What data sources do you utilise for your IP Geolocation?

Many leading IP Geolocation providers likely rely heavily on reverse DNS data to gather location details. An IP address may have a textual record, but this isn't always so. Some Internet Service Providers (ISPs) might use these records, often including airport city codes, for mostly internal tracking. These can give clues to the potential location of network routes and subnets. But the accuracy of this information is often suspect; it's typically manually entered by ISP staff and can be prone to mistakes or become outdated.

Digital Envoy, Inc originally developed this approach, involving significant manual processing. It's safeguarded by a US patent (6,757,740) granted in 2004.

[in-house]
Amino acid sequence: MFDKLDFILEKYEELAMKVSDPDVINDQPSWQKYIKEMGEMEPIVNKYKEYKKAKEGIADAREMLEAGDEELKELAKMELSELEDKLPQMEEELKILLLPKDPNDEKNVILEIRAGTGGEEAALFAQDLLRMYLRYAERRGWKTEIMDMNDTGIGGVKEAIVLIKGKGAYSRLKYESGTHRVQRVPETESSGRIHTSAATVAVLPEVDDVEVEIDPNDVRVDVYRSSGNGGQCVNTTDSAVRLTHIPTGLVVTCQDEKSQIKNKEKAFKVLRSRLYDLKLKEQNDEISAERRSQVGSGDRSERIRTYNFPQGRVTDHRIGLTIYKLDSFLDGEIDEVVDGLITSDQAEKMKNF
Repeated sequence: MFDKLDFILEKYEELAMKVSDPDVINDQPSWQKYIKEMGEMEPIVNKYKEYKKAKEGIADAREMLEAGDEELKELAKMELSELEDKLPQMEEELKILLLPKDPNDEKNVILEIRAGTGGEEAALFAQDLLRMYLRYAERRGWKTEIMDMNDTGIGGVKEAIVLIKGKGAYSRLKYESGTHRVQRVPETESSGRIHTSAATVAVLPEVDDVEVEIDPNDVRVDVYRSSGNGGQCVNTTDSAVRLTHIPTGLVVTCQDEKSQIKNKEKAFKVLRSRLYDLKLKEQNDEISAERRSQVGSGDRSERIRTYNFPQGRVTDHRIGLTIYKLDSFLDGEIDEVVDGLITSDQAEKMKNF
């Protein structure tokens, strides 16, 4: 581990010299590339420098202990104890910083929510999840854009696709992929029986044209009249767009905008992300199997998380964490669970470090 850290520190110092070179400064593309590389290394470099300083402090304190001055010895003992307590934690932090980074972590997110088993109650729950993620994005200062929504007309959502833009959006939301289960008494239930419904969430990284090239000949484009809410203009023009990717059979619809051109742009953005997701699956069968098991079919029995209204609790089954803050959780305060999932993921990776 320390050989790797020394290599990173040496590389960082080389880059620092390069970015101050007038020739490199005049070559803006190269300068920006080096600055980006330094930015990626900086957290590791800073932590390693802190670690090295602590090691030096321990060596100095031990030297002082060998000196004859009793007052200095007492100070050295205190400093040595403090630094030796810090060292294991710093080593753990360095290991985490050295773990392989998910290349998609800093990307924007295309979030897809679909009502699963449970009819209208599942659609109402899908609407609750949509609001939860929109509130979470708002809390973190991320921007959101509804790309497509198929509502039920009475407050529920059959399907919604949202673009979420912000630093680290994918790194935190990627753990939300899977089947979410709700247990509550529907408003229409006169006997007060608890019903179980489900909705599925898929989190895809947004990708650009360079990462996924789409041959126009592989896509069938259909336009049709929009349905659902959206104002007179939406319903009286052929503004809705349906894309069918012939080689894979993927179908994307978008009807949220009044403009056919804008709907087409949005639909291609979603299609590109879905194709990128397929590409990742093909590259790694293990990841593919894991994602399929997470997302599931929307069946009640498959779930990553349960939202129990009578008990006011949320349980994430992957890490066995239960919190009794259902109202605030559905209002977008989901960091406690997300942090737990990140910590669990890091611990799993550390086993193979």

At BigDataCloud, we believe that reverse DNS data just doesn't cut it. So we ignore any DNS-related information. Instead, we've designed a superior, precise, robust, and automated method to determine the geographical areas serviced by network routers, without needing help from network operators. We're close to receiving our first patent for this innovation.

Our IP Geolocation technique relies solely on the following:

  • WhoIs registry data
  • BGP global routing information
  • A Self-Published IP Geolocation Feed (Geofeed) in line with RFC8805
  • Evidence from the field
  • And most importantly, our bespoke network infrastructure Big Data crawlers.


However, we're still refining our approach for the IPv6 address space. Some location information specific to IPv6 addresses and IPv6 only might include point coordinates from GeoLite2 data created by MaxMind, which is accessible from their website, MaxMind.

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If you have any further queries, feel free to contact our email support on our contact us page .


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